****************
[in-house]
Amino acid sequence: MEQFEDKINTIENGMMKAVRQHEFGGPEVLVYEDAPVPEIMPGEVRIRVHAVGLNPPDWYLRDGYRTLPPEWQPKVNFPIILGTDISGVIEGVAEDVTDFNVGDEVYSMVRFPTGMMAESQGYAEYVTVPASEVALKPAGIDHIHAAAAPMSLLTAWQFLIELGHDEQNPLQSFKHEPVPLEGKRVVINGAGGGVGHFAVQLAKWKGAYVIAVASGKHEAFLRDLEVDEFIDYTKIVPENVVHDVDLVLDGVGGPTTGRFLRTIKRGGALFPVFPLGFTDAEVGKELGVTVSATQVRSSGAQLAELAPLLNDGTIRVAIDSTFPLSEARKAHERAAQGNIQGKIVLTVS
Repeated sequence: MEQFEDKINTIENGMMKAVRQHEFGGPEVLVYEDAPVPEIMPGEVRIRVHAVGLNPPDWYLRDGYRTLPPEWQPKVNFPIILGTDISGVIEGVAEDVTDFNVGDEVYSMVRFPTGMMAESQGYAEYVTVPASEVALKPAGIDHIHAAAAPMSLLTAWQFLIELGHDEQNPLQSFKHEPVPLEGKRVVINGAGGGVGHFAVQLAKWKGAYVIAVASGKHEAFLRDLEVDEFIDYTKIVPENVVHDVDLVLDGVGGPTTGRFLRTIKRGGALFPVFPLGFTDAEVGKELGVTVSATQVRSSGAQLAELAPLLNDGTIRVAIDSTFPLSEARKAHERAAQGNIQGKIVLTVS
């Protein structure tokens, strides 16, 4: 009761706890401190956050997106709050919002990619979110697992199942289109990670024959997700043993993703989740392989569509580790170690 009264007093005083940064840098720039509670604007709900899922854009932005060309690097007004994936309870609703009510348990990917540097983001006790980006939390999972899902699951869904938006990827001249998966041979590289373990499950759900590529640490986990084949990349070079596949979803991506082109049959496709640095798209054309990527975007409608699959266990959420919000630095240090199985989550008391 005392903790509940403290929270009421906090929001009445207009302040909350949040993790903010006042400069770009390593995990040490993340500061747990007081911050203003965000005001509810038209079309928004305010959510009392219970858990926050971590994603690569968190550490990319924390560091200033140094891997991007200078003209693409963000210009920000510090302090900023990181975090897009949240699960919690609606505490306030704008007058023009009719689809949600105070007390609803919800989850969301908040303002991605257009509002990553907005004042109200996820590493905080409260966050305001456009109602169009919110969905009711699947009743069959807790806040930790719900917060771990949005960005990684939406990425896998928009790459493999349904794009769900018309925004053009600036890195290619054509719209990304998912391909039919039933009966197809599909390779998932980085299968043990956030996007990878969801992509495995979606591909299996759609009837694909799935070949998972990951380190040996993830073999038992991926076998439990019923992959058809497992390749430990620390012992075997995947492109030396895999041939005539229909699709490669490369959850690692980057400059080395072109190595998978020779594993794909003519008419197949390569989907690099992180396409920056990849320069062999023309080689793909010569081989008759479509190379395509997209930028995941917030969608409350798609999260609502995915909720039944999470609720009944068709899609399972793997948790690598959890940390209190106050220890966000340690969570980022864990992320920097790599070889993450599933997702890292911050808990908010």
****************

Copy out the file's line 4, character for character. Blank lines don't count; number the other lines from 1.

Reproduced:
């Protein structure tokens, strides 16, 4: 009761706890401190956050997106709050919002990619979110697992199942289109990670024959997700043993993703989740392989569509580790170690 009264007093005083940064840098720039509670604007709900899922854009932005060309690097007004994936309870609703009510348990990917540097983001006790980006939390999972899902699951869904938006990827001249998966041979590289373990499950759900590529640490986990084949990349070079596949979803991506082109049959496709640095798209054309990527975007409608699959266990959420919000630095240090199985989550008391 005392903790509940403290929270009421906090929001009445207009302040909350949040993790903010006042400069770009390593995990040490993340500061747990007081911050203003965000005001509810038209079309928004305010959510009392219970858990926050971590994603690569968190550490990319924390560091200033140094891997991007200078003209693409963000210009920000510090302090900023990181975090897009949240699960919690609606505490306030704008007058023009009719689809949600105070007390609803919800989850969301908040303002991605257009509002990553907005004042109200996820590493905080409260966050305001456009109602169009919110969905009711699947009743069959807790806040930790719900917060771990949005960005990684939406990425896998928009790459493999349904794009769900018309925004053009600036890195290619054509719209990304998912391909039919039933009966197809599909390779998932980085299968043990956030996007990878969801992509495995979606591909299996759609009837694909799935070949998972990951380190040996993830073999038992991926076998439990019923992959058809497992390749430990620390012992075997995947492109030396895999041939005539229909699709490669490369959850690692980057400059080395072109190595998978020779594993794909003519008419197949390569989907690099992180396409920056990849320069062999023309080689793909010569081989008759479509190379395509997209930028995941917030969608409350798609999260609502995915909720039944999470609720009944068709899609399972793997948790690598959890940390209190106050220890966000340690969570980022864990992320920097790599070889993450599933997702890292911050808990908010």